Deutsche Bank to Pay $150 Million Fine, Says Making Jeffrey Epstein a Client Was ‘Mistake’

July 7, 2020 Updated: July 7, 2020

NEW YORK—Deutsche Bank AG admitted it made a “critical mistake” taking on the registered sex offender Jeffrey Epstein as a client, and agreed to pay a $150 million fine to settle New York charges over its dealings with the late financier and two other banks.

Tuesday’s settlement with the New York State Department of Financial Services (pdf) is the first regulatory enforcement action against a bank related to Epstein, who committed suicide last August in a Manhattan jail, a month after his arrest for allegedly sexually exploiting dozens of girls and women.

“For years, Mr. Epstein’s criminal, abusive behavior was widely known, yet big institutions continued to excuse that history and lend their credibility or services for financial gain,” New York Governor Andrew Cuomo said in a statement.

New York faulted Deutsche Bank’s “significant compliance failures” in its dealings with Epstein, as well as with Danske Bank’s Estonia branch, which is embroiled in a money laundering scandal, and the Federal Bank of the Middle East.

Jeffrey Epstein Appears In Manhattan Federal Court On Sex Trafficking Charges
A protest group called “Hot Mess” hold up signs of Jeffrey Epstein in front of the federal courthouse in New York City on July 8, 2019. (Stephanie Keith/Getty Images)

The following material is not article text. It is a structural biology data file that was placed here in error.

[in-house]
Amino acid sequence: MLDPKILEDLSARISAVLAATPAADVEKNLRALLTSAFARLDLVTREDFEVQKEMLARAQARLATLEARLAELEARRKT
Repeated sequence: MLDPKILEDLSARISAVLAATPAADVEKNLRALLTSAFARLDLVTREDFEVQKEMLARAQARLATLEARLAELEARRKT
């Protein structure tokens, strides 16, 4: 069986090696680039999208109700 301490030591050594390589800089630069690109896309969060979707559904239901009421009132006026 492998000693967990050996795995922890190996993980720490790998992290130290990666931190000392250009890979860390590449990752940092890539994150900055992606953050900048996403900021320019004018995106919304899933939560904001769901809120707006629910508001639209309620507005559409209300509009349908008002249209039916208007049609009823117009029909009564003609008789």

Jeffrey Epstein
Jeffrey Epstein appears in a photograph taken for the New York State Division of Criminal Justice Services’ sex offender registry on March 28, 2017, and obtained by Reuters on July 10, 2019. (New York State Division of Criminal Justice Services/Handout via Reuters)

It said Deutsche Bank considered Epstein “high-risk” and knew of his history of sex trafficking and abuse, including his 2007 guilty plea to state prostitution charges, yet processed hundreds of transactions “obviously implicated” by his past.

These included payments to alleged accomplices, lawyers, victims, Russian models, and women with Eastern European surnames.

Epstein was a Deutsche Bank client from August 2013 to December 2018, when the relationship ended following additional negative press about his misconduct.

The New York settlement reflected Deutsche Bank’s cooperation over several years.

“Onboarding (Epstein) as a client in 2013 was a critical mistake and should never have happened,” Deutsche Bank Chief Executive Christian Sewing told staff in a memo on Tuesday.

The bank also acknowledged deficiencies in its monitoring of Danske Estonia and FBME.

“We all have to help ensure that this kind of thing does not happen again,” Sewing said.

By Jonathan Stempel